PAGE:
With over 500 million blogs on the web to date, it seems as though everyone and their dog has a blog. There are just so many sites to peruse through that very little thought is actually given to what goes on behind the scenes. Before becoming a blogger, I didn’t quite care much for the writers and just sifted through the articles looking for the best pieces. Now that I am a blogger, I have so much more appreciation of what actually goes into starting and running a blog. Since I was on the other side of the screen just a few months ago, I get it. I thought it would be fun to share with you some things that bloggers wish they could say to you, but won’t.
Your feedback on posts helps with content creation
Are you guilty of silent love? You see great content, watch or read it then go about your day? That used to be me on YouTube because I never really saw the vloggers as real-life people. They were more like personas that got paid the big bucks and showed off their lives. My sentiments were pretty much the same for bloggers.
Now that I have my own blog, I find myself analysing the stats to understand just what my readers what to see more of. And by stats I’m not just talking about views. That’s definitely a given, but it is the feedback on posts that I find more insightful.
When you tell a blogger that their post was very relatable, it automatically tells them that they should give you more of a similar style. When you stay silent after reading a post, it is almost as though you either didn’t like the content or could’ve done without it. Something as simple as a ‘like’ can really make a difference.
Related: The frustrating side of blogging
Bloggers wish they could say that you need to click on ads
I really hope I don’t get in trouble for putting this out there, but it wouldn’t be an honest post otherwise. When bloggers put ads on their pages, it isn’t because they like the look and feel of them. If you’ve come across an ad or two on a webpage, the blogger is trying to monetise their platform! I used to feel some type of way about this before, when trying to find the post under a sea of ads. Now that I have my own blog, I know just how much time and money goes into running a blog. It doesn’t justify having a thousand ads per page, but a writer can hope someone will click right?
Although there are many ad providers out there, the most common types of ads you might see on a site are WordAds, Media.net, or Adsense ads. (Hmmm is that how you say it?) The first pays bloggers based on views, but the other two pay bloggers per click. So when readers click on the ads, you are supporting the blogger and encouraging them to continue bringing content.
We don’t mind giving advice but won’t do it consistently for free
Blogging advice is a very sensitive topic in the blogging world. The thing is, we praise the community for being so inclusive and supportive. But by the same token, many bloggers are trying to make a hustle. When other bloggers or newbie bloggers reach out for advice, there are just a few things to keep in mind.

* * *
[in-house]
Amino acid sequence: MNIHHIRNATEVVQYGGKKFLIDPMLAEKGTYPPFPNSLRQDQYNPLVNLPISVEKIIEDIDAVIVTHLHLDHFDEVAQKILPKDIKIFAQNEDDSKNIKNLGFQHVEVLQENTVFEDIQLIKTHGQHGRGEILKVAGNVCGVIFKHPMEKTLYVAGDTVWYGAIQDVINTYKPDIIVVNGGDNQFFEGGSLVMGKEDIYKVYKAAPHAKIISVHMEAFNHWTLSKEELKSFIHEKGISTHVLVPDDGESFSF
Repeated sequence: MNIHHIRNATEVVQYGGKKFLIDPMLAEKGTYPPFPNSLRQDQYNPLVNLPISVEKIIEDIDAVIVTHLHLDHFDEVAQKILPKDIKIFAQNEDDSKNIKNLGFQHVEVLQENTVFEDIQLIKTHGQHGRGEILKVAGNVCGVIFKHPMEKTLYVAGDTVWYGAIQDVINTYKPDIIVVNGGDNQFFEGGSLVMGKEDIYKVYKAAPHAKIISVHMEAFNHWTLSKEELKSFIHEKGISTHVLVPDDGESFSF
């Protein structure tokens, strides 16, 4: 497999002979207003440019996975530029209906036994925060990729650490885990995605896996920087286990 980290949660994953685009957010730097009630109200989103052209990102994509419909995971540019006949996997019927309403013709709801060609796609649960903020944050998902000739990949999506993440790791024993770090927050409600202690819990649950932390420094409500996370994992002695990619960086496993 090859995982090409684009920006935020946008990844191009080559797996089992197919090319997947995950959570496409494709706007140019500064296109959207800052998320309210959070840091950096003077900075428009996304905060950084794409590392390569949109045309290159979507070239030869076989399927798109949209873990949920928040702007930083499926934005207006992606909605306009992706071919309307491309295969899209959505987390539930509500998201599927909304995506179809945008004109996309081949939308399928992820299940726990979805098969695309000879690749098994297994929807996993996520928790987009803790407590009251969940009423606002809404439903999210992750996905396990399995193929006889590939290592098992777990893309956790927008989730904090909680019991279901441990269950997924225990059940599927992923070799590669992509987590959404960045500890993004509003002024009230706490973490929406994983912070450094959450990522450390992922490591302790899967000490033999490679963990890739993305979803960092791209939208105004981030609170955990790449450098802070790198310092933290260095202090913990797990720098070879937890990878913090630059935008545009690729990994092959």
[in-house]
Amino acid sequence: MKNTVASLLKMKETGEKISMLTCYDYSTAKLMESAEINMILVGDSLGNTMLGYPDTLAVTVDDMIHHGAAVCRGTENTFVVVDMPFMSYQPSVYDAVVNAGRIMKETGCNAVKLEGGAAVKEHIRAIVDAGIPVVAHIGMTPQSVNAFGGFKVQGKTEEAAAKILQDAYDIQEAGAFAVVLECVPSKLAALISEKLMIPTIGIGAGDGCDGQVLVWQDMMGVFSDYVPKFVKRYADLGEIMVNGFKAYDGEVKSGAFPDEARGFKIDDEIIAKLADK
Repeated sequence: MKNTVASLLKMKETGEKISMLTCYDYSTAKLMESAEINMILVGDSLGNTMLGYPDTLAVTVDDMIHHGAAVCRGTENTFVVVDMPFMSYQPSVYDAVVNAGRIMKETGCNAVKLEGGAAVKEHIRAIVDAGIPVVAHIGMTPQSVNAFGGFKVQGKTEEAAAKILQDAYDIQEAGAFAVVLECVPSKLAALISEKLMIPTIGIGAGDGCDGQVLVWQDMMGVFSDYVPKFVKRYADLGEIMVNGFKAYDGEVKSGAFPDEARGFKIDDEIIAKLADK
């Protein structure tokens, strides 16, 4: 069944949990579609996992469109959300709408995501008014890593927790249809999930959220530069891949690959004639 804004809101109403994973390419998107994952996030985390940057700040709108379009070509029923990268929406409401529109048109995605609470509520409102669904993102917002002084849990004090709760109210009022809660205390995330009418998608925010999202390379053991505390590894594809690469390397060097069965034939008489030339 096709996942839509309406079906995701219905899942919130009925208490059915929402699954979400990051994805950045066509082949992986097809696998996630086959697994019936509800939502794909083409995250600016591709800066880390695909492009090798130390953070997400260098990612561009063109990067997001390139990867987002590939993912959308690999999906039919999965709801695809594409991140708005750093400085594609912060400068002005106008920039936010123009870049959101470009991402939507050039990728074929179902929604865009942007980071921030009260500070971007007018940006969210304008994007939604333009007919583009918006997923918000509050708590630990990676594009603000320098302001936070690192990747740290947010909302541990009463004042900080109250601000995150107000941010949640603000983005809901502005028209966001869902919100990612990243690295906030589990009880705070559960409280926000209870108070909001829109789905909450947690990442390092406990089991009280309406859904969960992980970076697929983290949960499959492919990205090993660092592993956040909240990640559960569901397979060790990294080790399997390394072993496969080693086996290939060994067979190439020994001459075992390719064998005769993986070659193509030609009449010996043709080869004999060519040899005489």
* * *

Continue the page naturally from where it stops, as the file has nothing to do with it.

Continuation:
- You are not entitled to a detailed response
- If the blogger sells blogging plans or hosts courses, it is inconsiderate to expect to be assisted for free
- If a blogger is kind enough to promise you tips and tricks for free, you can’t expect them to drop everything to give you what you need immediately.
I cringed as I wrote that but it really had to be said. Personally, I see blogging as a fun hobby so I don’t mind giving advice for free. But just because I am happy to do this, I don’t ever expect the same in return. I also don’t want to spend hours each day responding to emails with explanations of things that can easily be searched online. Everyone’s goals are different. Everyone’s motivation is different.
Your likes, comments, and views open doors for opportunities
Have you seen a few blog posts that tell you not to care about the stats? But then the very same bloggers turn around and share their income reports, milestones, and whatever else has happened? If you’re wondering how bloggers can be so bipolar, the answer is simple. We don’t want to care too much about superficial things, but this is what opens doors for opportunities.
Many bloggers write because it’s fun, and are satisfied once they post a new article. A lot more bloggers would be grateful for sponsorship opportunities that come along the bigger your blog is. Since I have a full-time job outside of WordPress, these opportunities aren’t as essential for me. But I really would love to head in that direction. Now just imagine a blogger that has decided to blog full-time!
Bloggers wish they could say they need a break
I know there are many bloggers out there who churn out content like there’s no tomorrow. Those bloggers are absolute #goals in my books! But when it comes to reality, life does sometimes get in the way of things. Real-life events can make it impossible to stay consistent. Even though things may seem to be picture-perfect from the outside, the writers behind the screen also need a break. A break from life, a break from blogging, a break from spam, a break from judgement… It’s a little ironic since we put ourselves out there, but we are human too.
One of the things that annoys me quite a bit is the spam… If I could take a permanent break from random comments about “Doctor XXX cured me from herpes.. blah blah blah… contact him on +44xxxx” I would be eternally grateful. I’m not sure if these comments come from real-life people or from bots, but my life would be so much better without them on my blog! Why is that even a thing?
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